Monday, 12 July 2010

How much did they really spend?

This month, on his BBC blog, Graham Smith has inspected the declared returns of General Election candidates in Cornwall and posted a number of blog entries on how campaign funds were spent.

For the St Austell and Newquay constituency, where I stood, he noted the following:

Dick Cole (Mebyon Kernow) spent £4,708.20 for 2,007 votes - £2.35 each
Caroline Righton (Conservative) spent £40,968.07 for 18,877 votes - £2.17 each
Steve Gilbert (Liberal Democrat) spent £33,852.39 for 20,189 votes - £1.68 each
Clive Medway (UKIP) spent £947.50 for 1,757 votes - 54 pence each
James Fitton (BNP) spent £400 for 1,022 votes - 39 pence each
Lee Jameson (Labour) spent £1,208.75 for 3,386 votes - 36 pence each

The above figures relate to the ‘long’ campaign – January 1st 2010 to polling day on May 6th 2010. Graham also blogged that in the ‘short’ campaign (the three weeks after the election was called officially) Stephen Gilbert spent £12,375.42 while Caroline Righton spent £12,344.97.

But is this the full story? Of course not!

My expenditure was primarily two A3 full colour leaflets (my election communication delivered by Royal Mail as is the case for all candidates, and one hand-delivered by supporters), some black and white A4 leaflets, posters and timber for boards.

This is quite a contrast to what was spent by, for example, the Liberal Democrat victor in St Austell and Newquay Stephen Gilbert.

As well as the ‘election communications’ allowed to all candidates during the main election period I have received at least eight leaflets and two 12 page booklets from Stephen during a period of 18 months. All were delivered by the Royal Mail. This year, we also received three targeted letters, again all delivered by the Royal Mail, and – 48 hours after polling day - I received a further hand addressed envelope (second class stamp).

For the purposes of the return, I understand that expenditure prior to 2010 did not need to be recorded. There were, of course, also Lib Dem leaflets that were delivered around the seat by hand and then there is the costs of posters and other campaign ephemera.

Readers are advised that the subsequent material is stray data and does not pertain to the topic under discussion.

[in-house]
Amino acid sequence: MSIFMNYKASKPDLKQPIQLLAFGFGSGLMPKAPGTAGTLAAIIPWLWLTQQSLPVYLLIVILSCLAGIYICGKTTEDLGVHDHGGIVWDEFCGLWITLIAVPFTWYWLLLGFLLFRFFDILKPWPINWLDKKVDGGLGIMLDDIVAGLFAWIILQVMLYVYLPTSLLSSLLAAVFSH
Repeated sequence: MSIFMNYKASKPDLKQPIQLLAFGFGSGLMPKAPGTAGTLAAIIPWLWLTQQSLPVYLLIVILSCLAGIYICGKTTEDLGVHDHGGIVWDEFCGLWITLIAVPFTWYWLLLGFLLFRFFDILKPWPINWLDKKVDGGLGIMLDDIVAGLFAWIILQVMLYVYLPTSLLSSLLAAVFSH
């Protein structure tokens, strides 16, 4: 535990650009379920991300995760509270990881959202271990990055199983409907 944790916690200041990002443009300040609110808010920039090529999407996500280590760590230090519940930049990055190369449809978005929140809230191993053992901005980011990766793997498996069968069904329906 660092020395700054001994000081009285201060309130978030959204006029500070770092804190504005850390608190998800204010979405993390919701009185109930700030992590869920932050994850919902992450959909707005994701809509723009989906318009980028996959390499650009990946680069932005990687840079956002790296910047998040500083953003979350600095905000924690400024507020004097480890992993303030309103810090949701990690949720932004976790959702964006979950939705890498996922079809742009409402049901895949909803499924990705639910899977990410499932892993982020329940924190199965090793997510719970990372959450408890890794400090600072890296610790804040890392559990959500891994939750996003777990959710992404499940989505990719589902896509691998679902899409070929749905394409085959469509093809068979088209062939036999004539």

My household also received a further letter in the name of Vince Cable, while my parents received two communications from Nick Clegg – all again via Royal Mail. I also understand that this expenditure does not need to be recorded as the candidate’s name was not mentioned.

It will come as no surprise that I believe expenditure recorded by the Liberal Democrats and Conservatives is much less than what they actually spent.

The main parties were also given enormous amounts of coverage on UK-wide television including the leaders’ debates, parliamentary broadcasts, features on local TV, as well as UK-wide newpapers. Just think what that was all worth to them!

MK on the other hand was denied our own election broadcast and even excluded from fair coverage on local TV. But, before Graham says anything, I think Radio Cornwall treated my campaign in St Austell and Newquay fairly.

Note: I have concentrated on the Liberal Democrats for this blog entry as I have mislaid some of the Conservative leaflets that I received. But suffice to say, I think the same applies to them. They sent out a number of leaflets via Royal Mail, including letters from senior Tories such as George Osborne, and spent loads on billboard advertising throughout Cornwall which is not linked to any individual campaign because the actual candidates were not featured.

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